When I was little, one of the Crayola colors that I never used was Spring Green. That one (along with Carnation Pink) always seemed washed out, like there wasn't enough pigment in it. It wasn't even that it was pale; Periwinkle is one of my favorites. It was like it was mostly clear. You just couldn't get good color out of it.
Besides, it's a dumb name for a color anyway. Why not "leaf green" or "grass green"? That would at least make sense.
Well, the house we bought a few years ago (first house! yey!) has a huge back porch that looks out over our wooded lawn. We hung our hammock-chairs on the porch, and this time of year it's just glorious to sit and watch the birds and squirrels and such. It's best in the late afternoon, when it's warm-but-not-hot-anymore, and the sun is still high but starting to go down.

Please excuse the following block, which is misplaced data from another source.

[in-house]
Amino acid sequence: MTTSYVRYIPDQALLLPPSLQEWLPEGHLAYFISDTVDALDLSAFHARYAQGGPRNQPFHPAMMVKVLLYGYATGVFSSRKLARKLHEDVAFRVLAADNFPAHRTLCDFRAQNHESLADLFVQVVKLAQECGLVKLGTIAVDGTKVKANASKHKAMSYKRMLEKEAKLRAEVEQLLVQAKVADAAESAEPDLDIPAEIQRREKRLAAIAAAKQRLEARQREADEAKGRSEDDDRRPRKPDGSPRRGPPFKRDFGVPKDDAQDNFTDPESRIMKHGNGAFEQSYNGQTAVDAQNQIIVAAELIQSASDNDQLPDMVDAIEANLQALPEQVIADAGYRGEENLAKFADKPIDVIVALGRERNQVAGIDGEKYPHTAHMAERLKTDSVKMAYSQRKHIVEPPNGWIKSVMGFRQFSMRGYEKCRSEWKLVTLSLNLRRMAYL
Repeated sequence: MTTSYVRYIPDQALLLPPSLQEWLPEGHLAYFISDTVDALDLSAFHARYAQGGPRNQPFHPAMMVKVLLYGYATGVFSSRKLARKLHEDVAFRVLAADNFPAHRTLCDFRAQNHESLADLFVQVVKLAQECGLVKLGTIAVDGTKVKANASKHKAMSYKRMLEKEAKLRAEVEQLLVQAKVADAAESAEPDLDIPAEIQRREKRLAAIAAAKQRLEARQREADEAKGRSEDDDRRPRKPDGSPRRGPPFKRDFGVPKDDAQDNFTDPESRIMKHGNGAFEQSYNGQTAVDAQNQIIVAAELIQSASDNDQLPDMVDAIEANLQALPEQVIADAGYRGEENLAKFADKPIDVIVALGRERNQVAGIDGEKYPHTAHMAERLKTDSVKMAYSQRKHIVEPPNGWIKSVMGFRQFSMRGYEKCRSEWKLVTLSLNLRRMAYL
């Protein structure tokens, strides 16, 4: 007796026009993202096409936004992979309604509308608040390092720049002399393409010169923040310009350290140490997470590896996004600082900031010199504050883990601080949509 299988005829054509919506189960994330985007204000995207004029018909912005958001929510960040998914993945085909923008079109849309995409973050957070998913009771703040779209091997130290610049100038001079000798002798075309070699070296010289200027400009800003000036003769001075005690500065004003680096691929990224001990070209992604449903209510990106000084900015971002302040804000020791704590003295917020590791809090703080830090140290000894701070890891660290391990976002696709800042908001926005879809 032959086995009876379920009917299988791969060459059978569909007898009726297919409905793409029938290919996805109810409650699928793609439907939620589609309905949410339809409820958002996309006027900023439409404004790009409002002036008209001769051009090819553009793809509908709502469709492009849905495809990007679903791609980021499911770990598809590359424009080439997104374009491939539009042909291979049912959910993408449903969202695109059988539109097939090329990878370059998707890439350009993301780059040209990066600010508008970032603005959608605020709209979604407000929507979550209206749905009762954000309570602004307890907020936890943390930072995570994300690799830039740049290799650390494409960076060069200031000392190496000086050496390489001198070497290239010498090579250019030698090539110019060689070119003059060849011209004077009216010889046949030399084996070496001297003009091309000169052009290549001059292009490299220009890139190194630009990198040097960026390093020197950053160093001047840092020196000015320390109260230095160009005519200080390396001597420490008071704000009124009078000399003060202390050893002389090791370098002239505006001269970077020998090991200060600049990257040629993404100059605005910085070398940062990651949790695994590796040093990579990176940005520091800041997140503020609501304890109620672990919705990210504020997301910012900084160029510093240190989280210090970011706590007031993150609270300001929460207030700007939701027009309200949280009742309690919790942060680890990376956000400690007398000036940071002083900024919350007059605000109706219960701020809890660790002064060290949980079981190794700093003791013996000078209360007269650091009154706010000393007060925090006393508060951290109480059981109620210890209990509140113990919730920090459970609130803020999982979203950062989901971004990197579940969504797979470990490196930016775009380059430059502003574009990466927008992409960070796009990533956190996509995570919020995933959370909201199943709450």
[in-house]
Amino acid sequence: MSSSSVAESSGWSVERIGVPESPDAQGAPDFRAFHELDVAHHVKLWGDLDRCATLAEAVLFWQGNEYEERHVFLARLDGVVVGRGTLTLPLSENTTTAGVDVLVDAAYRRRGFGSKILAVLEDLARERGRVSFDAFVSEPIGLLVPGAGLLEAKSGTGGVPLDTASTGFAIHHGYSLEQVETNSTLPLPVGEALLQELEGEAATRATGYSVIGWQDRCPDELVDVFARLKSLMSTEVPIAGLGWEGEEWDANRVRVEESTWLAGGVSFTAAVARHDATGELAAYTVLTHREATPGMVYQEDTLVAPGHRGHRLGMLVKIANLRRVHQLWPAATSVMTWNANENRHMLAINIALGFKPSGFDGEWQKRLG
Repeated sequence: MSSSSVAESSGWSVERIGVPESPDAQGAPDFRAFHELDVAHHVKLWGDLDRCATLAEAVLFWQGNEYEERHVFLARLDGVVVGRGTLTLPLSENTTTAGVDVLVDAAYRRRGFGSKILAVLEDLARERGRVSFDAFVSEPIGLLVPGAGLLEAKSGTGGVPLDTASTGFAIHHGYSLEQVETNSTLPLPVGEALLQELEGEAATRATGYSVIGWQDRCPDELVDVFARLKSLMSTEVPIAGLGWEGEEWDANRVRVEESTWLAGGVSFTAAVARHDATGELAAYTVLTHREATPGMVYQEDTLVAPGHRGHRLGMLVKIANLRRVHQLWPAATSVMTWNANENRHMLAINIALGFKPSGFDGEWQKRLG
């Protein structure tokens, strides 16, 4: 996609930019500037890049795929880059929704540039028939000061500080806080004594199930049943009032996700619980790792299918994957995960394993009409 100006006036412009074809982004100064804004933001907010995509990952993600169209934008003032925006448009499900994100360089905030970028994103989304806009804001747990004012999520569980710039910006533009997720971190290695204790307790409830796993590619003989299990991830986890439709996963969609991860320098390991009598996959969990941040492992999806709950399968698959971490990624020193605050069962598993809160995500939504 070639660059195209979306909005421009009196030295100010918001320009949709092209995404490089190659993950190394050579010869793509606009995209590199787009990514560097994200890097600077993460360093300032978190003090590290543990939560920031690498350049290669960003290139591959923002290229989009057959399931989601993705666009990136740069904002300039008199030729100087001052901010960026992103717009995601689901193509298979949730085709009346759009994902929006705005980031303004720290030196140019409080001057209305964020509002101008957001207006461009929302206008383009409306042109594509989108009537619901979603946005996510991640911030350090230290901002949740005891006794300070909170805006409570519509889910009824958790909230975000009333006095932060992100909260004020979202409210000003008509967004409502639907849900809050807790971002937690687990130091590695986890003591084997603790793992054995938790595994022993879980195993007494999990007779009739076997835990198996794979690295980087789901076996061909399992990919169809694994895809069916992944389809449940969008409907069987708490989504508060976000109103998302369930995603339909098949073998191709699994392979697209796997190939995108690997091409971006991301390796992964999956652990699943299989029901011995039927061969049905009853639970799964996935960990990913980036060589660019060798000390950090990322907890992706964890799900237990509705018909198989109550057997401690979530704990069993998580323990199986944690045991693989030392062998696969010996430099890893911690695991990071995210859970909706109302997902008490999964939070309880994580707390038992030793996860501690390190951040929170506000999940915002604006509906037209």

And sitting in the hammock chair and watching the yard, I discovered the glory that is Spring Green.
There's usually a slight breeze - just enough to set the wind chimes going and add some movement to the air around me. Sometimes I can hear it up in the tops of the trees, where it gets going a bit more.
The sunlight comes through the leaves of those trees, bathing the entire yard in a warm green glow. (I bet you thought green was a cool color, didn't you? take THAT, Cover Girl!) And that's what spring green is - that living, nearly liquid halo of new things opening their eyes and taking that first breath.
Maybe the problem is that Crayola just stretched too far. There's only so much that you can accomplish with wax, after all.
Image thanks to http://www.jeansbrush.com/